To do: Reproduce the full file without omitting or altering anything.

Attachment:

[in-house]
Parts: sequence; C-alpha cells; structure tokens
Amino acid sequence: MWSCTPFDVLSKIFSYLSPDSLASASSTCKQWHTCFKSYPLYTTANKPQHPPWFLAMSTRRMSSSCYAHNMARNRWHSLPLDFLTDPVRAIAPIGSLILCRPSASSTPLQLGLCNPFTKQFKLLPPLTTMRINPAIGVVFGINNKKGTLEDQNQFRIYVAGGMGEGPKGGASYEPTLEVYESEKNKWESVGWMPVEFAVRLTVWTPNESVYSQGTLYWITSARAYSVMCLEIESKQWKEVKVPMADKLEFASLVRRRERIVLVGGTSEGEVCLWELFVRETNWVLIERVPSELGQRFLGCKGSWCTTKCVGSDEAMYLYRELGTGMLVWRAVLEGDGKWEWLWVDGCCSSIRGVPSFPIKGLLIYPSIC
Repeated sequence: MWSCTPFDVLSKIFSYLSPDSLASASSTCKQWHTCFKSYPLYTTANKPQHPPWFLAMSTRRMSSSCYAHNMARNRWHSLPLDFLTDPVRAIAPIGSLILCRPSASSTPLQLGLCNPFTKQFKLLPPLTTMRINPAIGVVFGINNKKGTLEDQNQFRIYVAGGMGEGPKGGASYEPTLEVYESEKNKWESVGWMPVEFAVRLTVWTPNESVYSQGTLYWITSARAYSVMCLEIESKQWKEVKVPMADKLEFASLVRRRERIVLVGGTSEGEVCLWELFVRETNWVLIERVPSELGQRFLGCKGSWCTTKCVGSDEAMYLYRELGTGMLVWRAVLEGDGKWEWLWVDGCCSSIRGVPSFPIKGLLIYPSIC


[in-house]
Parts: sequence; C-alpha cells; structure tokens
Amino acid sequence: MWSCTPFDVLSKIFSYLSPDSLASASSTCKQWHTCFKSYPLYTTANKPQHPPWFLAMSTRRMSSSCYAHNMARNRWHSLPLDFLTDPVRAIAPIGSLILCRPSASSTPLQLGLCNPFTKQFKLLPPLTTMRINPAIGVVFGINNKKGTLEDQNQFRIYVAGGMGEGPKGGASYEPTLEVYESEKNKWESVGWMPVEFAVRLTVWTPNESVYSQGTLYWITSARAYSVMCLEIESKQWKEVKVPMADKLEFASLVRRRERIVLVGGTSEGEVCLWELFVRETNWVLIERVPSELGQRFLGCKGSWCTTKCVGSDEAMYLYRELGTGMLVWRAVLEGDGKWEWLWVDGCCSSIRGVPSFPIKGLLIYPSIC
Repeated sequence: MWSCTPFDVLSKIFSYLSPDSLASASSTCKQWHTCFKSYPLYTTANKPQHPPWFLAMSTRRMSSSCYAHNMARNRWHSLPLDFLTDPVRAIAPIGSLILCRPSASSTPLQLGLCNPFTKQFKLLPPLTTMRINPAIGVVFGINNKKGTLEDQNQFRIYVAGGMGEGPKGGASYEPTLEVYESEKNKWESVGWMPVEFAVRLTVWTPNESVYSQGTLYWITSARAYSVMCLEIESKQWKEVKVPMADKLEFASLVRRRERIVLVGGTSEGEVCLWELFVRETNWVLIERVPSELGQRFLGCKGSWCTTKCVGSDEAMYLYRELGTGMLVWRAVLEGDGKWEWLWVDGCCSSIRGVPSFPIKGLLIYPSIC